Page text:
HydroHorse

We’ve all heard about them and some of us may have even had the opportunity to put their benefits to use at one point or another, for our horses. The advantages they pose for equine rehabilitation and fitness advancement are ten-fold. Not to mention the opportunities they provide for physical therapy and anesthesia recovery that conventional methods have a harder time restoring back to normal for our precious equine companions.

I’m talking about hydro therapy and equine underwater treadmill systems. Last year, I had the opportunity to hang out at Bandalero Ranch in Tucscon, AZ, a facility that regularly puts their aqua-treadmill to good use and I was amazed to learn all about all the positive advantages these systems can offer.

To start, I had a lot of questions: Aren’t horses initially afraid to be immersed in water? If you are rehabilitating an injured horse, how do you keep it from panicking once inside the system and causing further injury? And, does hydro therapy really offer better advantages than conventional rehabilitation means?

The head rehabilitation manager told me, “The horses are scared at first, so once we get them inside the exercise stall, we add the water slowly. The horse needs to get used to a treadmill under their feet and water all at the same time. So we first start the treadmill and get the horse moving, then we add the water. Typically, the horse doesn’t really react to the water at all because he’s moving and he has a vent for any anxiety he may be feeling. It’s only if the horse were standing still inside the exercise stall, and then water is added, that he may be likely to panic.”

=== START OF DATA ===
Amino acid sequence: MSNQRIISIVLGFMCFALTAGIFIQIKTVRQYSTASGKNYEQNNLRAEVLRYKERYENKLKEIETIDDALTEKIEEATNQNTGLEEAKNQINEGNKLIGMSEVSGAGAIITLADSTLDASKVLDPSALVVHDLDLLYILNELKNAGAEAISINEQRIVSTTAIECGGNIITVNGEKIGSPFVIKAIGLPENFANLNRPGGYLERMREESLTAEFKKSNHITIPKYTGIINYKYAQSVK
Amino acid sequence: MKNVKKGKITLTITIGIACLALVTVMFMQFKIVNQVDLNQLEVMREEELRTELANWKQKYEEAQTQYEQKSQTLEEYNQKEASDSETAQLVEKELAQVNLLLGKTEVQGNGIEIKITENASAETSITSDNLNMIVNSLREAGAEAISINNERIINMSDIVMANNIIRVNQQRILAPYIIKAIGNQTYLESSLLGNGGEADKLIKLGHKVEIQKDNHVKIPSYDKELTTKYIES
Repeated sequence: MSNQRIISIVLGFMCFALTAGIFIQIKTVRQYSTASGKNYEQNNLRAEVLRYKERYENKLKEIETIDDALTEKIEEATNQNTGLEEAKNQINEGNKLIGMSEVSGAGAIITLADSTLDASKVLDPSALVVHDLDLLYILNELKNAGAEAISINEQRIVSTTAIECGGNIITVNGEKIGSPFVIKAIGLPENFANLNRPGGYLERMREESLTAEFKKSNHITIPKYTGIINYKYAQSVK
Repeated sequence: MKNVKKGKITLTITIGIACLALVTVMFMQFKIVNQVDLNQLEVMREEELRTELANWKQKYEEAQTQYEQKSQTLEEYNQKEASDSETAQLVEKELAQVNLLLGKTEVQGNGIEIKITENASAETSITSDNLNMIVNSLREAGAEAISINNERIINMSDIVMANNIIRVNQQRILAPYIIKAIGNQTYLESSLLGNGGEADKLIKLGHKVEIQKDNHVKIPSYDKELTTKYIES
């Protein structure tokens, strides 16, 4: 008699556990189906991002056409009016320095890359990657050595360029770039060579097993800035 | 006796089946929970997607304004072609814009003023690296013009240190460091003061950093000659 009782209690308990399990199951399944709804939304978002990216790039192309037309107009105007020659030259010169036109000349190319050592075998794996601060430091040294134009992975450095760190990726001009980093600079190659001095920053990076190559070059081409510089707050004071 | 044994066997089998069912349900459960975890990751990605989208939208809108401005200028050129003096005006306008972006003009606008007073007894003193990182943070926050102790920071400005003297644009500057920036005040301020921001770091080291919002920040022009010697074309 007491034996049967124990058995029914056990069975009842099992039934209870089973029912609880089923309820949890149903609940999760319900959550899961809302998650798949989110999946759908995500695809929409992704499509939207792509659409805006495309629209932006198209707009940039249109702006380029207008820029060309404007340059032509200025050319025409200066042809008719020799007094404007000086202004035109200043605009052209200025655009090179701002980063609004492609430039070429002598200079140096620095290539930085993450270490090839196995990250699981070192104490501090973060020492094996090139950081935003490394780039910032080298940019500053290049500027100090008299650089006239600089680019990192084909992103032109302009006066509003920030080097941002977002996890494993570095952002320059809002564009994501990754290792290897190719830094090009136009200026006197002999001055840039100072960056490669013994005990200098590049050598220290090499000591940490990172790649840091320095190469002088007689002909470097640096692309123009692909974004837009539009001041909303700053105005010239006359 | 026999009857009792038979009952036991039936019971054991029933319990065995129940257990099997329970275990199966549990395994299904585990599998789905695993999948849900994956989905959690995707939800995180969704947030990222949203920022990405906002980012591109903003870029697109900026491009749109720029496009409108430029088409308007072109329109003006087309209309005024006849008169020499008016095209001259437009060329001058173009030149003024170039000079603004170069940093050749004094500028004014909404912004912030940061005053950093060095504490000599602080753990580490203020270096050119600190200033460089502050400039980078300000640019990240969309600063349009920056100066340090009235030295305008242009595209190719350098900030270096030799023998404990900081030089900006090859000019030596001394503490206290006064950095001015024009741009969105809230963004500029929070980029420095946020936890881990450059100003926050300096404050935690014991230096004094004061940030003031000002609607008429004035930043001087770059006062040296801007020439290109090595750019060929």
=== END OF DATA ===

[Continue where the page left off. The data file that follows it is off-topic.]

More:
The horse enters into the ground-level tank (exercise stall) through a water-tight door at the rear of the treadmill. The machine at Bandalero Ranch loads just like a standard horse trailer and features a dry loading treadmill. As mentioned, water is only introduced after the horse is in and the water-tight door is closed. Then the treadmill is turned on and water slowly fills up the tank afterwards.


Once the desired time is reached for the horse to be exercised, the tank is then drained of the water and the horse is allowed to carefully step out of a front gate. All of the horses I watched at Bandalero loaded into the HydroHorse like pros and walked out just as gracefully. Many seemed to really enjoy their treatments and yawned or pooped (releasing tension), during their treatments.

What I learned was, the HydroHorse provided the means of far less traumatic competitive conditioning of horses as compared to some conventional conditioning. The buoyant effect of water with the increased resistance to limb movement in water, combined to offer less concussive force to the limbs, therefore increasing muscle tone and minimizing injury. And for horses that had previous injuries, their rehabilitation in this machine did not involved a series of “up-hill” limb thrusts, which in many instances could cause harm to the animal as the legs perform an unnatural all-out type of flexion. Instead, the treadmill could be set at a very slow rate of speed and contain the horse’s movement to some extent – however, it’s important to note that it is nearly impossible, to truly control equine aquatic exercise.

For more information, check out: www.horsetreadmills.com

Comments

  1. We are very fortuate to have facilities in Alberta that have these tools available to help our horses with rehab and conditioning. Be sure to check one out in your area (one in Carstairs and I believe there is another up near Edmonton).

  2. blair anton says

    would like to know the name or phone no of watertredmill place in carstairs thanks blair 306 666 4612

  3. Hello Blair, you are thinking of Champion Equine. You can reach them online at http://championequinerehab.com/ or call 403-990-8697.

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